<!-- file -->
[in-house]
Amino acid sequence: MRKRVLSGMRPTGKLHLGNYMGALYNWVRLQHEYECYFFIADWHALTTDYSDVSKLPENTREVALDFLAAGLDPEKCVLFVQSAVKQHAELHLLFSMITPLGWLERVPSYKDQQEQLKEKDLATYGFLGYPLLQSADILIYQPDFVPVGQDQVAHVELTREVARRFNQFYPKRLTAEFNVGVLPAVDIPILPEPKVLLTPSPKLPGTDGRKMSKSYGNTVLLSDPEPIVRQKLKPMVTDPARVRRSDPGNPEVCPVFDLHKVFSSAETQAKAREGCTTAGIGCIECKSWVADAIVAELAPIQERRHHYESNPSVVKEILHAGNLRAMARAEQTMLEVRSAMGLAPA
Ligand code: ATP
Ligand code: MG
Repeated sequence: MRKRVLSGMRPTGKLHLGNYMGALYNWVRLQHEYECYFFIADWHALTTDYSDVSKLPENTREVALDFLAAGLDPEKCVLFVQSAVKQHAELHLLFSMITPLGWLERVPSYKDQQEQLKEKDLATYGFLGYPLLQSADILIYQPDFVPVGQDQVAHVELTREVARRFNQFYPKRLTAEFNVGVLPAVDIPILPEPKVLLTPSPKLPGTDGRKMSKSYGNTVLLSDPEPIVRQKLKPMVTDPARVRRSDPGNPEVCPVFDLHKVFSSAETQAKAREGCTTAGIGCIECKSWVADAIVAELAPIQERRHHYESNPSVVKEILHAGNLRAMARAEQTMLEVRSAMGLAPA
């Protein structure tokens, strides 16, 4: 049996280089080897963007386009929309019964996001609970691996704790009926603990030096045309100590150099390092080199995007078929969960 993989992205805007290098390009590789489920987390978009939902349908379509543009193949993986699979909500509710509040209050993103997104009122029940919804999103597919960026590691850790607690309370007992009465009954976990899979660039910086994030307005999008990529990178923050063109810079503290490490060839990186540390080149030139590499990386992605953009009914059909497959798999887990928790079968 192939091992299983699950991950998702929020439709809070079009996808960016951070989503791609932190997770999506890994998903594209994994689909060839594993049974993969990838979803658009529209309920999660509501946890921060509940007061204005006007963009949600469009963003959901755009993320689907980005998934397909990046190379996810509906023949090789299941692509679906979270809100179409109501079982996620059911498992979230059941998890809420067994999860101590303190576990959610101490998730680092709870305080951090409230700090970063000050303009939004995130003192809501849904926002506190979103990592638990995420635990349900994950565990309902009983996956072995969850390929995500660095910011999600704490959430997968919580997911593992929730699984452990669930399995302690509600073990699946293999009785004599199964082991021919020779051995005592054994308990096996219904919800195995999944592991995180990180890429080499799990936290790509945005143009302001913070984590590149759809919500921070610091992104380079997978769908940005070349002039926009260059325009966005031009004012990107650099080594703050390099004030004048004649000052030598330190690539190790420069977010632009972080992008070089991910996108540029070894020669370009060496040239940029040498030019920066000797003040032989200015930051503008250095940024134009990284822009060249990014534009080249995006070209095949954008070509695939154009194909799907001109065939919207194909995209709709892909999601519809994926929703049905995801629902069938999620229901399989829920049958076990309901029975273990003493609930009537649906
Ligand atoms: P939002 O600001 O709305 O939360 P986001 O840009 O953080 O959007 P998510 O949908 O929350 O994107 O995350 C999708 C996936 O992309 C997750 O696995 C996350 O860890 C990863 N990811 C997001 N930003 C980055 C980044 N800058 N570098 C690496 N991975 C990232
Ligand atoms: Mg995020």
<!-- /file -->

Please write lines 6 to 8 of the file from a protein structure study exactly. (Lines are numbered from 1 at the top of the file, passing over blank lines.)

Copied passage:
């Protein structure tokens, strides 16, 4: 049996280089080897963007386009929309019964996001609970691996704790009926603990030096045309100590150099390092080199995007078929969960 993989992205805007290098390009590789489920987390978009939902349908379509543009193949993986699979909500509710509040209050993103997104009122029940919804999103597919960026590691850790607690309370007992009465009954976990899979660039910086994030307005999008990529990178923050063109810079503290490490060839990186540390080149030139590499990386992605953009009914059909497959798999887990928790079968 192939091992299983699950991950998702929020439709809070079009996808960016951070989503791609932190997770999506890994998903594209994994689909060839594993049974993969990838979803658009529209309920999660509501946890921060509940007061204005006007963009949600469009963003959901755009993320689907980005998934397909990046190379996810509906023949090789299941692509679906979270809100179409109501079982996620059911498992979230059941998890809420067994999860101590303190576990959610101490998730680092709870305080951090409230700090970063000050303009939004995130003192809501849904926002506190979103990592638990995420635990349900994950565990309902009983996956072995969850390929995500660095910011999600704490959430997968919580997911593992929730699984452990669930399995302690509600073990699946293999009785004599199964082991021919020779051995005592054994308990096996219904919800195995999944592991995180990180890429080499799990936290790509945005143009302001913070984590590149759809919500921070610091992104380079997978769908940005070349002039926009260059325009966005031009004012990107650099080594703050390099004030004048004649000052030598330190690539190790420069977010632009972080992008070089991910996108540029070894020669370009060496040239940029040498030019920066000797003040032989200015930051503008250095940024134009990284822009060249990014534009080249995006070209095949954008070509695939154009194909799907001109065939919207194909995209709709892909999601519809994926929703049905995801629902069938999620229901399989829920049958076990309901029975273990003493609930009537649906
Ligand atoms: P939002 O600001 O709305 O939360 P986001 O840009 O953080 O959007 P998510 O949908 O929350 O994107 O995350 C999708 C996936 O992309 C997750 O696995 C996350 O860890 C990863 N990811 C997001 N930003 C980055 C980044 N800058 N570098 C690496 N991975 C990232
Ligand atoms: Mg995020």